The richer (and it really is much richer almost too rich except in small quantities) comes from Gary Rhodes’ Complete Rhodes around Britain. It uses essentially the same technique but the ingredients are heavily weighted to butter and egg yolks. In fact it’s the kind of recipe where you need to have thought through what you are going to be doing with all the egg whites you end up with (e.g. make meringues).
3 lemons, 8oz (225g) unsalted butter (I told you it was rich), 8oz (225g) caster sugar and 5 (yes that FIVE) egg yolks. Proceed as above but spread more thinly when applying to toast.
I’d recommend you try the Walden recipe first and then the Gary Rhodes if you fancy a rich lemony blow out experience at a later date. And if you think all that stirring is too much then try an upmarket ready made lemon curd – I most recently had the Duchy Originals one – very tasty, almost good enough to tempt you to scoop it out and put in your own labelled jar to pass off as your own ?
What to have for a quick and tasty solo lunch at home?
Often its down to what’s in the cupboards and fridge – it doesn’t make much sense to want something quick but need to go to the shops first to get ingredients (well possibly if you live right next door to a good shop then it just might but otherwise its going to slow the whole thing down somewhat).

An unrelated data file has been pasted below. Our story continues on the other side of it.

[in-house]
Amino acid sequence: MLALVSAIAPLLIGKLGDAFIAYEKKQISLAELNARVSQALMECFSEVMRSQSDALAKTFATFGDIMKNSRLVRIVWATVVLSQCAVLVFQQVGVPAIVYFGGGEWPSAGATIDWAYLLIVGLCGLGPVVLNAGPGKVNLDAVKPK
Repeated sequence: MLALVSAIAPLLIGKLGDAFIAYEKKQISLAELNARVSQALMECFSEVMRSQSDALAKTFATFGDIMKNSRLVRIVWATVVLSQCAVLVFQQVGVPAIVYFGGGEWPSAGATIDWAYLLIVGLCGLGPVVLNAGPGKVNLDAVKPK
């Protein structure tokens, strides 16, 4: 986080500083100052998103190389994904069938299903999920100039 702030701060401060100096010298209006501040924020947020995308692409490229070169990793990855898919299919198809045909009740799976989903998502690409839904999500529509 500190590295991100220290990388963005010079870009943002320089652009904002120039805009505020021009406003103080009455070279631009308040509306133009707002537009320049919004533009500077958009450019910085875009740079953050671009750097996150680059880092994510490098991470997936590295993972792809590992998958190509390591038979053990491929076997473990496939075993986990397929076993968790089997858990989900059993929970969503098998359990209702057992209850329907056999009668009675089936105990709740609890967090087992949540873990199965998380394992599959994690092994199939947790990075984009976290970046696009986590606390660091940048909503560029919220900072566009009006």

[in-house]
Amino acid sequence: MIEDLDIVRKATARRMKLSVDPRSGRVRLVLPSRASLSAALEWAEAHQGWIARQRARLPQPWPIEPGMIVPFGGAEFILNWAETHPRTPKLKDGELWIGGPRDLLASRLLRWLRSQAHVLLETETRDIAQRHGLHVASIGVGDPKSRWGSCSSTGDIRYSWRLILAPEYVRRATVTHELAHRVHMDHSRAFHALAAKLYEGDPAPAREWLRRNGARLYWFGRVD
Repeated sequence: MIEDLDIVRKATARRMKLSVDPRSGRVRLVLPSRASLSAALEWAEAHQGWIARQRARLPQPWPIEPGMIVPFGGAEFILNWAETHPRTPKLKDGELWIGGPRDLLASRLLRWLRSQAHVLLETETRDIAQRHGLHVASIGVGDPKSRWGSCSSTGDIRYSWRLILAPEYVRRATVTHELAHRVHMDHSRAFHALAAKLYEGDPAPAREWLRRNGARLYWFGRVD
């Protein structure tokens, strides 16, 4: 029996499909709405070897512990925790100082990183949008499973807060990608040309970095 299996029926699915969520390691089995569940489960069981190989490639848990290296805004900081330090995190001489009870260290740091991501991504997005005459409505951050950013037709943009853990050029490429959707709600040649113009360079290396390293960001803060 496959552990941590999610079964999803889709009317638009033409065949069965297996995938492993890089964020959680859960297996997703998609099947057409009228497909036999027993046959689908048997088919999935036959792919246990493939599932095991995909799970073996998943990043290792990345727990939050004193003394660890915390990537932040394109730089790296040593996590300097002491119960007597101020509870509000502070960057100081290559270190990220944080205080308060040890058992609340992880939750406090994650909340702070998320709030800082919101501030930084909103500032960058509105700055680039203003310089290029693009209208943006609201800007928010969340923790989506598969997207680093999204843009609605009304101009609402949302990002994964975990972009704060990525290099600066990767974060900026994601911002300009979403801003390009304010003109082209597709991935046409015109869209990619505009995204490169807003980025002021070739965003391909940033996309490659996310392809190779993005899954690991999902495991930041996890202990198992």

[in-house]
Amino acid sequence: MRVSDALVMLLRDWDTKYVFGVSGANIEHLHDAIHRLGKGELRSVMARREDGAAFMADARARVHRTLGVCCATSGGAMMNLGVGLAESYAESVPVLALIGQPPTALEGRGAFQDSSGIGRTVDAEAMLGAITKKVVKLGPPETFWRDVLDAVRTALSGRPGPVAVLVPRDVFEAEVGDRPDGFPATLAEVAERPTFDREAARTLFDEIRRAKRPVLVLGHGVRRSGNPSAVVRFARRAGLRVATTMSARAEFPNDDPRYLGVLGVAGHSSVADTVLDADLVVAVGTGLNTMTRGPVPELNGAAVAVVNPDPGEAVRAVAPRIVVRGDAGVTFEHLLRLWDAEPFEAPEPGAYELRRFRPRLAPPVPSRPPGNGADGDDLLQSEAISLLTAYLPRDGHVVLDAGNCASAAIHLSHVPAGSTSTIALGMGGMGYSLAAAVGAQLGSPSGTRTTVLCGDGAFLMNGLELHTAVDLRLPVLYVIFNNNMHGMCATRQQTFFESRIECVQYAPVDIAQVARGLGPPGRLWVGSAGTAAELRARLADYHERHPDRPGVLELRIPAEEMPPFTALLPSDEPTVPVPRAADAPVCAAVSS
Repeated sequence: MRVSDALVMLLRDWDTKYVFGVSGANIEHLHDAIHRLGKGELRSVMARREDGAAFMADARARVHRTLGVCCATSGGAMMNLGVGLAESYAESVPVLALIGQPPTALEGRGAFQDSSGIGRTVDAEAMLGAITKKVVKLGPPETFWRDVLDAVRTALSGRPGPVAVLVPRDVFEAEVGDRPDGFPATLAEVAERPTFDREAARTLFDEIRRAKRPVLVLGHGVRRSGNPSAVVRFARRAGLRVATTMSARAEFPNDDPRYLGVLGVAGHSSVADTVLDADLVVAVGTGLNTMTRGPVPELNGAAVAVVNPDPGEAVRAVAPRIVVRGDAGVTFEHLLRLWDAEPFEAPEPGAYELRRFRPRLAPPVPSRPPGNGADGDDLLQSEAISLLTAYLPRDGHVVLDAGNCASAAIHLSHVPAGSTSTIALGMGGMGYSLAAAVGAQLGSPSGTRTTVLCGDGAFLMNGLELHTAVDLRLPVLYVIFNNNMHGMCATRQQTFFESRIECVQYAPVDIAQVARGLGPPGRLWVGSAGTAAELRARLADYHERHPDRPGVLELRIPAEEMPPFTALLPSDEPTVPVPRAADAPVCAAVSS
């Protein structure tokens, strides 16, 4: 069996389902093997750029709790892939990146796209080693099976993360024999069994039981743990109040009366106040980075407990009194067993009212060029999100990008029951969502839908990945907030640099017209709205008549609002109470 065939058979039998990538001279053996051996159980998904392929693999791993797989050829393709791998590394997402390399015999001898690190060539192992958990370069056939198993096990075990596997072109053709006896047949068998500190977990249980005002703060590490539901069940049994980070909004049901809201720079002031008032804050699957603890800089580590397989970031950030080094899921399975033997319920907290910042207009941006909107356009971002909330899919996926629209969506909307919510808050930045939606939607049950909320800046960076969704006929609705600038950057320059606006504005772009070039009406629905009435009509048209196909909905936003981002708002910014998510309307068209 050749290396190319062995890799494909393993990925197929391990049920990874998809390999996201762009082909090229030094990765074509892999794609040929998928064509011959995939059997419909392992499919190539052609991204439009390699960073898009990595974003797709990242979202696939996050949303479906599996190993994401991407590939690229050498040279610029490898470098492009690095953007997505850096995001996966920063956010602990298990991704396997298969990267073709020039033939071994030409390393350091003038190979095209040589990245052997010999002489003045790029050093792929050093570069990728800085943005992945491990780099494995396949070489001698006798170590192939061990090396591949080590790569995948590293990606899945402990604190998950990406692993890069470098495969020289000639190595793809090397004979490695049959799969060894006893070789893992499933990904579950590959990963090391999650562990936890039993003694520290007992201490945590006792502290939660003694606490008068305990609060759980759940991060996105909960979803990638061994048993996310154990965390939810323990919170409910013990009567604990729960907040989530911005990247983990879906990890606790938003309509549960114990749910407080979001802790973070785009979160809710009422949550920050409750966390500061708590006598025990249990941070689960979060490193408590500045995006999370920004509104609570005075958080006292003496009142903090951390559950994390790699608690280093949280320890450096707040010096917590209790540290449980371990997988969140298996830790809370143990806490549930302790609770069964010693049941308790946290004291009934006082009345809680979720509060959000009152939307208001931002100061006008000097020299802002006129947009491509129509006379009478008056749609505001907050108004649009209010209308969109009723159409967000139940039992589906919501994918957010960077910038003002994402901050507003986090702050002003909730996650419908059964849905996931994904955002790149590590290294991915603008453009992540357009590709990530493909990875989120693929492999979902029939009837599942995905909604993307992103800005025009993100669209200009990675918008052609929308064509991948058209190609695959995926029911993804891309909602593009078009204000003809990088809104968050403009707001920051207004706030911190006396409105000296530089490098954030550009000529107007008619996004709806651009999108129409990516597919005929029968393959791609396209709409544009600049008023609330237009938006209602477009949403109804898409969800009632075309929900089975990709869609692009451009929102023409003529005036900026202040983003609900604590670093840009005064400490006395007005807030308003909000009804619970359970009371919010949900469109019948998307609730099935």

So today we found eggs and bread and tomatoes. Ah ha that’ll be scrambled eggs on toast with some grilled or sauté tomatoes.
Its as easy as 123 (and just possibly 4):
1: Get the tomatoes on to grill or sauté
2: Eggs in a jug or bowl, splash of milk, salt, pepper, whisk lightly with a fork
3: Start the bread toasting
4: Melt butter, scramble eggs
Its all ready – get it on the plate – EAT (or in my case take a quick photo first – some of the blogging stuff is just a bit weird!).
Quicker to cook than it was to eat – just the job.
After the gardening bug bit me on Saturday I decided it was time to see how my lovely little lemon tree was doing.
It lives in the lean-to that we use as a utility room and often gets forgotten amongst the never-ending piles of washing (how exactly do 2 people create so much to be washed, its not like we wear three different outfits each day – well not normally any way!).
So off I pottered to check it out.
It had been hit by another bout of scale insect (ugh ugh ugh). These evil creatures don’t look much – rather like raised brown ovals along the leaf veins – they aren’t even moving – but boy are they hard to get rid of. There was nothing for it but to don rubber gloves and attack them with warm soapy water and an e-cloth (yes those magic cloths that are great for cleaning just about everything with no nasty chemicals and almost no need for elbow grease). This of course takes ages. Even on a small tree or shrub you need to clean every single leaf thoroughly on both sides, scraping away at the nasty bugs to get them off. So on my small lemon I reckon there are about 40 leaves at the moment and it took well over an hour to do.
But it was worth it because now, after spraying the tree with safe for vegetable and fruit tree bug killer stuff and keeping a vigilant watch over the coming weeks, the one solitary lemon that’s growing will hopefully get to full size and ripen up. Maybe I’ll get some new blossom and more fruits and then there’ll be the chance to make lemon curd.
And few things beat homemade lemon curd slathered on good white bread toast (extra thickly cut of course so its crispy on the outside and delightfully soft inside).